Posted by News Express | 15 December 2021 | 482 times
THE thorny issue of illegal admissions in higher educational institutions has erupted anew and the Joint Admissions and Matriculation Board, which monitors and regulates admissions in tertiary institutions, appears helpless.
Media reports revealed that a staggering 706,189 illegal admissions were uncovered between 2017 and 2020. This is alarming. The illegality was perpetrated across the six geopolitical zones and the three tiers of tertiary institutions namely, Federal Government-owned, state government-owned, and privately owned institutions. Such practices should be stopped to protect the integrity of Nigeria’s failing higher education system.
This also raises questions on university autonomy, regulation, and the right of higher institutions to determine entry qualifications and admit students.
In 2017, JAMB had introduced the Central Admissions Processing System platform, to ensure quality control, transparency, and credibility of the admission process. Designed as a “marketplace” on the JAMB portal, institutions can access and request for students that qualify for admissions into their institutions. Under the system, institutions can only admit those who meet the specified cut-off points and have the requisite school certificate subject combinations.
The board declared that admissions conducted thereafter outside the CAPS were illegal and “will never be allowed to stand.” Enforcing compliance has however been problematic. In 2019, JAMB accused seven institutions of giving admissions outside the CAPS. They included the Adekunle Ajasin University, Akungba, the University of Nigeria, Nsukka, the Moshood Abiola Polytechnic, Abeokuta, and the Air Force Institute of Technology, Kaduna. It said UNN had a quota of 250 intakes for law, admitted 125 candidates on CAPS, but released another list of 240 candidates. MAPOLY did not admit a single candidate through CAPS, JAMB alleged.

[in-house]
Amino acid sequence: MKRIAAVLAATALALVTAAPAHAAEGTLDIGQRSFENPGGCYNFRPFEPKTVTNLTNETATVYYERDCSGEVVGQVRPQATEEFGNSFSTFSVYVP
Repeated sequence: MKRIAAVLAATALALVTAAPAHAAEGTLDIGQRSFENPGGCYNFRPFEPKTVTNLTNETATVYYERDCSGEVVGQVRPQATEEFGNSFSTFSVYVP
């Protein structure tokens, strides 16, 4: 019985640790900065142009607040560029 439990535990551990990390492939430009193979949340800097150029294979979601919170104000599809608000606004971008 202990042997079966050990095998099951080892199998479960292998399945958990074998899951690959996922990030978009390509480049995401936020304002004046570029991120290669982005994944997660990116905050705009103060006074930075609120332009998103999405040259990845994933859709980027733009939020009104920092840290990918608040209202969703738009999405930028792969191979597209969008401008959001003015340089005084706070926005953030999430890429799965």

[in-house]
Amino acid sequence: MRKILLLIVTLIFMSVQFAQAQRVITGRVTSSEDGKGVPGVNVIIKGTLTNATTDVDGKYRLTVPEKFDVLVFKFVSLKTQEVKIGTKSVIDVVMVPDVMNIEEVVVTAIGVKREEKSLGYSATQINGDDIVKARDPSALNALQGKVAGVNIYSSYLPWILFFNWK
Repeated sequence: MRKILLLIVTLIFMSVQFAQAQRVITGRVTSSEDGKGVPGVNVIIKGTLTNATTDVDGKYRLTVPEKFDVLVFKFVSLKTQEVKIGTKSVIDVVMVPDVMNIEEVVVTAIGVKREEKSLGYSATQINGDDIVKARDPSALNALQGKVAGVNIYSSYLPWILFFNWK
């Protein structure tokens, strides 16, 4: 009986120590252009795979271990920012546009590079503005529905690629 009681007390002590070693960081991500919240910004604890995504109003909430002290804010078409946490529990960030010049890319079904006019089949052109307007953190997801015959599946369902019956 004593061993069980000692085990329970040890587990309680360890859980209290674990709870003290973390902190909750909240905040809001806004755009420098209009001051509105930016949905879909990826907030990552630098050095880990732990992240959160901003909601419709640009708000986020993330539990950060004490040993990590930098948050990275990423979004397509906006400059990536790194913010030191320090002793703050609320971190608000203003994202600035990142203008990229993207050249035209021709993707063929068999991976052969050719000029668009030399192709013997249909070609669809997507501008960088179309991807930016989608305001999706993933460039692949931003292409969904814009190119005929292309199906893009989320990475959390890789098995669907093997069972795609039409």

It alleged that one candidate applied for Human Nutrition at another university, scored an aggregate of 66.25 in the JAMB’s pre- and the post-Unified Tertiary Matriculation Examination, but was transferred to study Agricultural Extension, while some candidates that scored well below her were admitted to study Human Nutrition.
But despite such infractions, JAMB has been toothless. Its Registrar, Isha’q Oloyede, names and shames erring institutions, but comes short on sanctions. Recently, he said all backlogs of illegal admissions would be regularised. His position underscores the difficulty in enforcing standards by the central regulatory authority. Academics who ought to be the standard bearers of meritocracy and global best practices have descended into the maelstrom of malpractices, and the systemic corruption and impunity that pervades officialdom in Nigeria. The Academic Staff Union of Universities that is perpetually at war with the government on pay and infrastructure is inexplicably silent on the admission atrocities.
Sanctions should be applied in accordance with extant laws and regulations. The universities and polytechnics that habitually irregularly admit students, and run courses that are not duly accredited by the statutory authorities should be stopped.